If you have stayed with us this far, we want you to know we appreciate your perseverance and your integrity in examining a critique of the faith you hold dear.  We have written this booklet because we believe there is one vital issue that all Catholics need to think through.  That is the issue of their personal salvation.

Catholics, perhaps more than anyone else, believe that it is not possible in this life to have assurance of salvation (except perhaps in very rare circumstances).  You have been taught that the belief in the assurance of salvation is a "presumption upon the mercy of God"  and that mortal sin results in "eternal separation from God," requiring penance for restoration. You have heard about the personal hazards of "triumphalism," something that arises from an "assurance of having been saved," which "is a dangerous position" to hold.  But the "assurance of having been saved" is a biblical doctrine, as 1 John 5:13 proves.

You also know that because Catholicism teaches that a Christian may lose his or her salvation, it argues that "not even faith ... or conversion... or reception of baptism ... or constancy throughout life... can gain for one the right to salvation..." and that all these are held to be only "the forerunners of attainment" toward salvation.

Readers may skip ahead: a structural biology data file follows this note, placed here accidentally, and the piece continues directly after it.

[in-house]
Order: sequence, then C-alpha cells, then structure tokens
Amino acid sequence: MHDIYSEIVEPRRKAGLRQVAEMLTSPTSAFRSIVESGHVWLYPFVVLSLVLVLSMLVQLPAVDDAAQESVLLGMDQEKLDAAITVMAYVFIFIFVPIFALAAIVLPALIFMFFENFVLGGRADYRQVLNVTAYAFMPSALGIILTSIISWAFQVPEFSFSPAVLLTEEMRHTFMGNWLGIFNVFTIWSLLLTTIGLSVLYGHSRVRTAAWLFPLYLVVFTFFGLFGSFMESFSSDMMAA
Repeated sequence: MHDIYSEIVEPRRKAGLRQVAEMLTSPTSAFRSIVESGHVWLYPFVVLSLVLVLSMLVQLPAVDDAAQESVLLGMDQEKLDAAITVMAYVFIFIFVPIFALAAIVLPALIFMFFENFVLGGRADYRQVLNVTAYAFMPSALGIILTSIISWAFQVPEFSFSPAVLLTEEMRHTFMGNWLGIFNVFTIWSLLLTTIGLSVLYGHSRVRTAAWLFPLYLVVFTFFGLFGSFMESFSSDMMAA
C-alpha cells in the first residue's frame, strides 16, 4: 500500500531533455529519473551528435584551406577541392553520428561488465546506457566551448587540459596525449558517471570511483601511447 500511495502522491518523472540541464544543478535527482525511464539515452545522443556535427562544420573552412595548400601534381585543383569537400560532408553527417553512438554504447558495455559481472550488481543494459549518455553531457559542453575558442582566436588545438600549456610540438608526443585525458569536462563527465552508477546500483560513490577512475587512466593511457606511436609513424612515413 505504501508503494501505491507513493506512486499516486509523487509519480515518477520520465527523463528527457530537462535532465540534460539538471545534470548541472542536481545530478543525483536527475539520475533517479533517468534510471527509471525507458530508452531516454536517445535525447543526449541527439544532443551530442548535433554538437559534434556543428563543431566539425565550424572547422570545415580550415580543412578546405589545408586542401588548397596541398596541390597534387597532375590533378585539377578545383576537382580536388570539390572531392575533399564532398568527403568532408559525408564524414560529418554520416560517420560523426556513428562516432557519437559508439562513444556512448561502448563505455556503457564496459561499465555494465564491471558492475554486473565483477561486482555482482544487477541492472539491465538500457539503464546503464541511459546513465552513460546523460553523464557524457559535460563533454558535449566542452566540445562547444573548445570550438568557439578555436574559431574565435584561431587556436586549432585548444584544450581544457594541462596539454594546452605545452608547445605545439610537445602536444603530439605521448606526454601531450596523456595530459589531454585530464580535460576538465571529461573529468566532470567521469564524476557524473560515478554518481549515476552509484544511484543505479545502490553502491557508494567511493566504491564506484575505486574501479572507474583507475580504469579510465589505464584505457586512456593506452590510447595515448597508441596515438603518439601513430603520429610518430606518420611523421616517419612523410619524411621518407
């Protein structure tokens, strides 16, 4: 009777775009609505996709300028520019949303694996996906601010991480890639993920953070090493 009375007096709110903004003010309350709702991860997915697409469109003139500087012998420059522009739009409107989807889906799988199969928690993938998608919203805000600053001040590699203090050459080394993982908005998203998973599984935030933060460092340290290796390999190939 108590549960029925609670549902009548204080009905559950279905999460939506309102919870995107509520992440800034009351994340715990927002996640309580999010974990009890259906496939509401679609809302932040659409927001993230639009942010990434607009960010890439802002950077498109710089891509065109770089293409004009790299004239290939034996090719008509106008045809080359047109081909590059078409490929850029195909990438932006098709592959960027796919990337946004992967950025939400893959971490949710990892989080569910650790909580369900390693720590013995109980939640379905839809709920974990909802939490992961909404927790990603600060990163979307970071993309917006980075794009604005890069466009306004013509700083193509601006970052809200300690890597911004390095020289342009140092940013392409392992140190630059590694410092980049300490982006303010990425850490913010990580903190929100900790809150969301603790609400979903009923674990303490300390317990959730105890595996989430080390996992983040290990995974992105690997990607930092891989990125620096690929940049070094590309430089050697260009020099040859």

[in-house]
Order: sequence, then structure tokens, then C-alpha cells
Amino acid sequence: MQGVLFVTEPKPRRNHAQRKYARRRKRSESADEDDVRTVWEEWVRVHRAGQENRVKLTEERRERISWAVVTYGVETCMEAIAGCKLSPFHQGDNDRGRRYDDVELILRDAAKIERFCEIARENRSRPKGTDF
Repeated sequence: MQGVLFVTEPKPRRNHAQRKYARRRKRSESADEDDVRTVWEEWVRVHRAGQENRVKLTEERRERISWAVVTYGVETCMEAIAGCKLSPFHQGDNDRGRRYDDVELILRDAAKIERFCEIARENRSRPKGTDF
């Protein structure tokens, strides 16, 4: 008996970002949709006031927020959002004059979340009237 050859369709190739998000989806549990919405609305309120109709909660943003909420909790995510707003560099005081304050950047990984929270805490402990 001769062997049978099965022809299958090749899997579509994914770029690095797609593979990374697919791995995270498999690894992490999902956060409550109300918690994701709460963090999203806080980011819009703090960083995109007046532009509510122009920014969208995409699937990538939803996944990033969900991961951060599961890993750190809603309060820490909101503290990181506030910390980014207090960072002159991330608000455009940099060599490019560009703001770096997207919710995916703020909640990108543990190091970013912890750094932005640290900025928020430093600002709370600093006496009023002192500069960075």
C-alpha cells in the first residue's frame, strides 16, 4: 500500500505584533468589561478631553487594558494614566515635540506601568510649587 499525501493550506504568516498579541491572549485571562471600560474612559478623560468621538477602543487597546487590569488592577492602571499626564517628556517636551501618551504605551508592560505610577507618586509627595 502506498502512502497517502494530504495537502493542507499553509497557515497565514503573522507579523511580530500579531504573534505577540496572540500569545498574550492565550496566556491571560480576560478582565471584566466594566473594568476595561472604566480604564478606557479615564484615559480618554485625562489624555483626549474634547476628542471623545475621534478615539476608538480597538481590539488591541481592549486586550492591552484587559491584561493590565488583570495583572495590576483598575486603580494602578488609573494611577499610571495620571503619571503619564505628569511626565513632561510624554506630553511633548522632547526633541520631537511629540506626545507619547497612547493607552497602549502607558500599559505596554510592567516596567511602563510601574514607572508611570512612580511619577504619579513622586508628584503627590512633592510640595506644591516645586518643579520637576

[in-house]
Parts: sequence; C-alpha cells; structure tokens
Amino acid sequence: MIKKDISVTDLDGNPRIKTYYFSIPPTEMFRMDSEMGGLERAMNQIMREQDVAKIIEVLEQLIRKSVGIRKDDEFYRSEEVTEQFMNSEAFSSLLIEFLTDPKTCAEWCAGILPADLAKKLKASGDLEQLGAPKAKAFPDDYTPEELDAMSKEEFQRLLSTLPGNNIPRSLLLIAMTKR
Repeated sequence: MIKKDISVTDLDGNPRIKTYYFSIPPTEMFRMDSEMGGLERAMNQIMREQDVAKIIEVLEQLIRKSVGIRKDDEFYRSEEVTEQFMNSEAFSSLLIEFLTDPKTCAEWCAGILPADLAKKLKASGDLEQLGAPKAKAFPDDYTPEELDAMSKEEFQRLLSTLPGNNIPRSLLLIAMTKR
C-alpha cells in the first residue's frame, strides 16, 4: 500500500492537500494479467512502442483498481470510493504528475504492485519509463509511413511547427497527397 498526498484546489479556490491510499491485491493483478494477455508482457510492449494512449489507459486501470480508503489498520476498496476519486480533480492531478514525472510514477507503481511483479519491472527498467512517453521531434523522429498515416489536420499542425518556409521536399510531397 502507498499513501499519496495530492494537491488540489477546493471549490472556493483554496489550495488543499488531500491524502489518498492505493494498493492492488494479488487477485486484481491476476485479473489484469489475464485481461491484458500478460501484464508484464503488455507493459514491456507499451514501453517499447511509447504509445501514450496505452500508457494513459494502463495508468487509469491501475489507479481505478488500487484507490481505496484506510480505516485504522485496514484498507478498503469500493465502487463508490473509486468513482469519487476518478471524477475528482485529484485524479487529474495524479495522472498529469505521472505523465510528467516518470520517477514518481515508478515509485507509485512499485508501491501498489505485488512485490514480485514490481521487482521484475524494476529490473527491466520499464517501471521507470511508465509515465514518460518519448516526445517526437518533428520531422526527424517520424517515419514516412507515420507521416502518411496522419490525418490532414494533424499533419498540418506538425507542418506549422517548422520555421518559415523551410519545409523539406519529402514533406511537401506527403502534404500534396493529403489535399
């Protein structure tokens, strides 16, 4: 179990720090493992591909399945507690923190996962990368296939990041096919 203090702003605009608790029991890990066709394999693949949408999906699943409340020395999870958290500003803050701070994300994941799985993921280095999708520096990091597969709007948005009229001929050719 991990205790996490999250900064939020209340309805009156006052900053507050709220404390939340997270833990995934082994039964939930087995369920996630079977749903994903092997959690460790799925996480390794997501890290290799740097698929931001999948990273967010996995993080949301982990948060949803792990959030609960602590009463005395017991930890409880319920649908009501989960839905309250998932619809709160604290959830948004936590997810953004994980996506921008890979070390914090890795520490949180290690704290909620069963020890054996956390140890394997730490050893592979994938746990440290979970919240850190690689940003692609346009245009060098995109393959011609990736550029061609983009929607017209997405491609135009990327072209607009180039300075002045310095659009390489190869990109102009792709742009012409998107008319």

But again, this is not biblical teaching.  Jesus Himself taught that faith does bring the right to salvation: "As many as received Him, to them He gave the right to become children of God" (John 1:12, NASB, emphasis added).  The Bible clearly teaches that by faith alone people can know that they are eternally saved because they, at the moment of saving faith, possess eternal life.  You can know this by truly trusting in Christ for forgiveness of sins and making Him your personal Savior.

If you are a Catholic and desire to receive Jesus Christ as your personal Lord and Savior, we would urge you to say the following prayer:


Dear God, it is my desire to enter into a personal relationship with You through the death of Your Son Jesus on the cross.  Although I have believed many things about Jesus, I confess that I have never truly received Him individually as my personal Savior and Lord.  I have never realized that salvation uses a gift that You offer me freely.  I now receive that gift and believe that Christ died on the cross for my sins-all of them.  I believe that He rose from the dead.  It is my desire that He now become my Lord and Savior and so, I now receive Him into my life.  I make Him Lord over all areas of my life, including any personal beliefs or practices that are not biblical.